“If you do a good job of teaching your values and mission to the people at the bottom of your organization, then once you give them control, they will do the right things with it.” (Charlene Li, 2010)
Working with school districts all over the world, one of the things that I have noticed is an abundance of mission and vision statements within one organization. There could be one at the district level, then at school levels, and even different departments (technology vision, curriculum vision, etc.). Often people wonder why there is no cohesion within an organization, but don’t realize that the leadership is often inundating people with too much information.
One cohesive vision for an organization is hard enough to make a reality, let alone two or three.
In 2011, Parkland School Division moved away from the “multiple-vision” model, and went to one vision. It was not implemented with a top down approach, but with input from all levels, and was co-created. Ownership of a vision is more likely to make it become a reality.
The vision is as follows:
“Parkland School Division is a place where exploration, creativity, and imagination make learning exciting and where all learners aspire to reach their dreams.”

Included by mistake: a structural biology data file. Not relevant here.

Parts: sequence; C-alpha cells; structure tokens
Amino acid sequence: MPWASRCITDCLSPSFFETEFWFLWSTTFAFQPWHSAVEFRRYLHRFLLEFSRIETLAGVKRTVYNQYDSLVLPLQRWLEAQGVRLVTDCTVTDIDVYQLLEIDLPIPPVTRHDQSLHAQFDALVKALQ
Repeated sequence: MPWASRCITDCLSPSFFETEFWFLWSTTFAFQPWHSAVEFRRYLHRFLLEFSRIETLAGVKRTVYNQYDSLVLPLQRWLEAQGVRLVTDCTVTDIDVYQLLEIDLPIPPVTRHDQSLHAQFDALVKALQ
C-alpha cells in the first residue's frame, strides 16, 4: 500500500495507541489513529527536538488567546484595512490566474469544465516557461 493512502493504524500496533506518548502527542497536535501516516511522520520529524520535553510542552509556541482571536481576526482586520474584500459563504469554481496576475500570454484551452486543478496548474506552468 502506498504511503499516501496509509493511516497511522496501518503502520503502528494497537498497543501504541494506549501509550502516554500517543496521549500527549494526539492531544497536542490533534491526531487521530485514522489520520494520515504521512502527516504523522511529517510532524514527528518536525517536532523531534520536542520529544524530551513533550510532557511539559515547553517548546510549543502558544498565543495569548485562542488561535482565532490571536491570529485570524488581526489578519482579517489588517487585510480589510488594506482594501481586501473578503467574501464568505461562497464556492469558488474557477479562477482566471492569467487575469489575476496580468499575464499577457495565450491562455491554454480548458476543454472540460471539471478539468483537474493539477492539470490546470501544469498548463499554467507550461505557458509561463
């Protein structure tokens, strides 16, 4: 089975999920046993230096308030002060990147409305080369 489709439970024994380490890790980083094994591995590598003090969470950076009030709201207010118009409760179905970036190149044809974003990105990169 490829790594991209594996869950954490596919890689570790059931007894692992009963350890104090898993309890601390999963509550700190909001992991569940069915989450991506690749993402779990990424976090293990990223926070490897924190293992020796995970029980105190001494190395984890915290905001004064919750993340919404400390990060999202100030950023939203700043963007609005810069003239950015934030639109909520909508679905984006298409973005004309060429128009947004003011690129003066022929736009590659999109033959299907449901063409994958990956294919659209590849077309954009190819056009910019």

Although the vision is compelling, without action it is meaningless. The focus is not on repeating the vision over and over again (although that does help), but on helping others to make it become a reality. As one of our superintendents said at the time, the goal is to help every individual realize that they are part of making this vision come to life within the larger purpose of the organization; it is not meant to separate but to bring people together. How the vision looks in one classroom, can look different in another area. The autonomy is in the delivery but the vision brings together a shared purpose.
It doesn’t make much sense for educators to move within an organization and faced with a change of “vision” each time they have a new position. Each community is unique but a great vision binds people together for a common goal.
In my opinion, a vision should have some common elements:
Short and succinct.
Flexibility in delivery.
Input from community.
If I asked someone in your organization what the vision was, and they responded with either “I don’t know what it is”, or “which one?”, then those “words” are not worth the paper (or website) they are written on.
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